North Carolina Law Review
Smart police body cameras and smart glasses worn by law enforcement increasingly reflect state-of-the-art surveillance technology, such as the integration of live-streaming video with facial recognition and artificial intelligence tools, including automated analytics. This Article explores how these emerging cybersurveillance technologies risk the potential for bulk biometric metadata collection. Such collection is likely to fall outside the scope of the types of bulk metadata collection protections regulated by the USA FREEDOM Act of 2015. The USA FREEDOM Act was intended to bring the practice of bulk telephony metadata collection conducted by the National Security Agency (“NSA”) under tighter regulation. In the wake of the disclosures by Edward Snowden in June 2013, members of Congress called for statutory reform to eliminate or significantly curtail indiscriminate metadata surveillance of United States citizens. The Snowden revelations illuminated that the bulk telephony metadata collection program had been legally justified under Section 215 of the USA PATRIOT Act. This Article contends that the USA FREEDOM Act, which amended Section 215 of the USA PATRIOT Act, does not restrict other types of non-telephony bulk metadata collection. This Article concludes that, rather than more tightly regulating metadata surveillance, the Act allows for metadata surveillance to proceed under differing justifications and in more delegated contexts. The potential of ubiquitous and continuous data collection and analysis that may stem from smart body cameras or smart glasses worn by law enforcement offers an important case study on why the USA FREEDOM Act is unable to regulate bulk biometric metadata collection.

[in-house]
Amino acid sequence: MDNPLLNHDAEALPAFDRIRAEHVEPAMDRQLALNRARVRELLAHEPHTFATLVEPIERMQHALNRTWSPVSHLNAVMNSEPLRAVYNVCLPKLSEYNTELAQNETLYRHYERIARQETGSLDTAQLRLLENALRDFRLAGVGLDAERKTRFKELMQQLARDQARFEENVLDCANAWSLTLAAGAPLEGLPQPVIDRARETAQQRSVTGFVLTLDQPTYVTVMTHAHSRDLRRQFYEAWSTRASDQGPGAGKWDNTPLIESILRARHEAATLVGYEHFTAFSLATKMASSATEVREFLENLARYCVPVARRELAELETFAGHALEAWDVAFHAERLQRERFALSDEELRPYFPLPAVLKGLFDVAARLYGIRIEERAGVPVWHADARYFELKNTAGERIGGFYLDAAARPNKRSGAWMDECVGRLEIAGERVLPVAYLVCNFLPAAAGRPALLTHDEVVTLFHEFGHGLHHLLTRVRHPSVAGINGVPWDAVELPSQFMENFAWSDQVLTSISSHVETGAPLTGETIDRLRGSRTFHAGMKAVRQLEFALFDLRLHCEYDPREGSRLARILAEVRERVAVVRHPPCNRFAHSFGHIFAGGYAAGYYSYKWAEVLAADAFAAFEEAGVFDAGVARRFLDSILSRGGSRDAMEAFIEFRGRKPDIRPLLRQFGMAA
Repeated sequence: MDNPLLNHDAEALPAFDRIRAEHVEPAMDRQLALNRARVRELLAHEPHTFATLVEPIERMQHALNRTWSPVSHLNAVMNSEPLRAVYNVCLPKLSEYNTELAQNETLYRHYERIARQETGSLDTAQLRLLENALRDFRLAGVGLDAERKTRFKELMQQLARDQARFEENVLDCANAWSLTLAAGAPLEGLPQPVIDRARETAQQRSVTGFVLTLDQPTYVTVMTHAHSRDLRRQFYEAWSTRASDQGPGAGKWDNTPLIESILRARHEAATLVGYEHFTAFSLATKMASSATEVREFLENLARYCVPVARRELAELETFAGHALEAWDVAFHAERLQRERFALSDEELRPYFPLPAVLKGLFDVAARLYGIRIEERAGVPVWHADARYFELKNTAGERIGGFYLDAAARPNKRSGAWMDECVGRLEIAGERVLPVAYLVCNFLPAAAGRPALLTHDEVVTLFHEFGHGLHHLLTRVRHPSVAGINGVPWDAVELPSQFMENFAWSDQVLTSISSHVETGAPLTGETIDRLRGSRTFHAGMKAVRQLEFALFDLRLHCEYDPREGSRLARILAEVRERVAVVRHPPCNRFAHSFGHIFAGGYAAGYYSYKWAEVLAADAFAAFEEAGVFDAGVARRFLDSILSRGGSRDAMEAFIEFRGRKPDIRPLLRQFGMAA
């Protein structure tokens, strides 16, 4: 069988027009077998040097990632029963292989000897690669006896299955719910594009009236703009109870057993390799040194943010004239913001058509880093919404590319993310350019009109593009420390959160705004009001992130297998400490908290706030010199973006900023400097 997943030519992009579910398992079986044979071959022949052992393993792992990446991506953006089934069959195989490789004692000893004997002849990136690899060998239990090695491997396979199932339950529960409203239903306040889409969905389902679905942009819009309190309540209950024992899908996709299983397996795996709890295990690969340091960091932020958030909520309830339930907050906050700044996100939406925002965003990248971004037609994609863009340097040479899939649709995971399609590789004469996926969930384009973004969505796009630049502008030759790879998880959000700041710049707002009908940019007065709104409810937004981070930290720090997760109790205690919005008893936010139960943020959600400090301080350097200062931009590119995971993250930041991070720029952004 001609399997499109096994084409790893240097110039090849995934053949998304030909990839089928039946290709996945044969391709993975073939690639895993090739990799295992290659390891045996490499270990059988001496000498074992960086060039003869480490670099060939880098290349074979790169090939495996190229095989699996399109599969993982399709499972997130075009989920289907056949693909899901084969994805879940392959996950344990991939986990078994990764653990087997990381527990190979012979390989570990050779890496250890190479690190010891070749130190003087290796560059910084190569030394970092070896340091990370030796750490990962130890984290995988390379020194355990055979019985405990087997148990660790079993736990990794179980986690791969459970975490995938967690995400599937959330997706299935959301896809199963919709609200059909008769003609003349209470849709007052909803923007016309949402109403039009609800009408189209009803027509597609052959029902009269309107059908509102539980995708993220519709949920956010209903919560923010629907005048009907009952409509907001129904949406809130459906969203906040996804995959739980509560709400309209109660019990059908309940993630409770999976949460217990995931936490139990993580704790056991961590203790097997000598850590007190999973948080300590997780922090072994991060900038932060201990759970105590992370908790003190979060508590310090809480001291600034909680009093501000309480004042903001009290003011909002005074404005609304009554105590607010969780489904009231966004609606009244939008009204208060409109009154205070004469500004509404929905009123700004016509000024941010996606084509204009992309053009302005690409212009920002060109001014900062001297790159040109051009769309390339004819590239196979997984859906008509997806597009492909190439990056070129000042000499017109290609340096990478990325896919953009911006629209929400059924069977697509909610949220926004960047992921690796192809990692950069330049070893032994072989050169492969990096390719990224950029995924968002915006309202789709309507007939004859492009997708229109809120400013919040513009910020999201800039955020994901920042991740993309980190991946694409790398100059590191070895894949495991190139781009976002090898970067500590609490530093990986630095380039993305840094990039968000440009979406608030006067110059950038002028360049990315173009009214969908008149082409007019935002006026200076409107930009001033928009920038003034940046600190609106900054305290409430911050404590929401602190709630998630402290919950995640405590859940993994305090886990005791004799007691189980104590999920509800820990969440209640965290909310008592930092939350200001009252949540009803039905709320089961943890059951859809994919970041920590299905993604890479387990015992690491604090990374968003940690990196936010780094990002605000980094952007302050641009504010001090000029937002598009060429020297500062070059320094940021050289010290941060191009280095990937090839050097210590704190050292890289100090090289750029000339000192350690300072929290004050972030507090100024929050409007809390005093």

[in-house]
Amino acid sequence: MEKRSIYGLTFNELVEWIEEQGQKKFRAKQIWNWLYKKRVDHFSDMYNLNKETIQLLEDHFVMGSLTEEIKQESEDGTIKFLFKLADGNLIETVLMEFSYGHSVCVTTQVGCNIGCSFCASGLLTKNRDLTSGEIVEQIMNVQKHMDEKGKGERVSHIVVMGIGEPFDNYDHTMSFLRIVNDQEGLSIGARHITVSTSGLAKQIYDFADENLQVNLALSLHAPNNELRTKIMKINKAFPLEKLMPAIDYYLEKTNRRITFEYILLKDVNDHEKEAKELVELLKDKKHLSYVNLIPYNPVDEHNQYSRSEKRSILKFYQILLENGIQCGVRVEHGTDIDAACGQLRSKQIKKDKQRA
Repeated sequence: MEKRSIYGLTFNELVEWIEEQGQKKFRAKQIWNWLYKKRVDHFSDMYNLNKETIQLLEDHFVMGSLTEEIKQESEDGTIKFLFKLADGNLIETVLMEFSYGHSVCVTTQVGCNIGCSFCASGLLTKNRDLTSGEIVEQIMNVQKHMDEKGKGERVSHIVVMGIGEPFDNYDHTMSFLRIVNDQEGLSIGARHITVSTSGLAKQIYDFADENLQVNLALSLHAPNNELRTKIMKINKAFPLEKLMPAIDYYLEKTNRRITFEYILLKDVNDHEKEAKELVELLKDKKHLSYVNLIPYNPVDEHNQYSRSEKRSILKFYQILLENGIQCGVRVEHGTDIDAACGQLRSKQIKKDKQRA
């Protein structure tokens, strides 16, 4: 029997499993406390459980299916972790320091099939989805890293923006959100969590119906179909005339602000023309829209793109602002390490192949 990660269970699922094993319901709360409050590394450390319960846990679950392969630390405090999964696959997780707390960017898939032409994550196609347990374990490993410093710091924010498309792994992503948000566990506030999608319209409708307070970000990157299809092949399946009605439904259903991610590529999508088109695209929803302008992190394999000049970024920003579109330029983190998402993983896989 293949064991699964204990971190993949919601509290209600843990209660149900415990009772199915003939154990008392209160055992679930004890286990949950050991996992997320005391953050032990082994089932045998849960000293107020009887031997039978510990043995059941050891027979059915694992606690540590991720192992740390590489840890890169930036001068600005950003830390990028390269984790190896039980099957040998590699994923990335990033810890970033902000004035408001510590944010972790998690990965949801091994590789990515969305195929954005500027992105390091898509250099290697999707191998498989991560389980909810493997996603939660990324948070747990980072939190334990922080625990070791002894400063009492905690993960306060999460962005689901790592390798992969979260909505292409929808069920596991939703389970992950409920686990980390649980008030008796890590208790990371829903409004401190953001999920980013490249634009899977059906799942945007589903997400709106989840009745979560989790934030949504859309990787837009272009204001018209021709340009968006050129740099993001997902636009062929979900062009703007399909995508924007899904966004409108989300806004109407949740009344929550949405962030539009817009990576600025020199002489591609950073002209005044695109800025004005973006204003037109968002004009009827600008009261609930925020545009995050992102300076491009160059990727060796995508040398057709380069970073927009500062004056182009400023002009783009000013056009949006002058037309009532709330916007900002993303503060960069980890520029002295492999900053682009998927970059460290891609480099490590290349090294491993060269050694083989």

Margaret Hu, Bulk Biometric Metadata Collection, 96 N.C. L. Rev. 1425 (2018).
Computer Law Commons, Fourth Amendment Commons, Law Enforcement and Corrections Commons, National Security Law Commons, Privacy Law Commons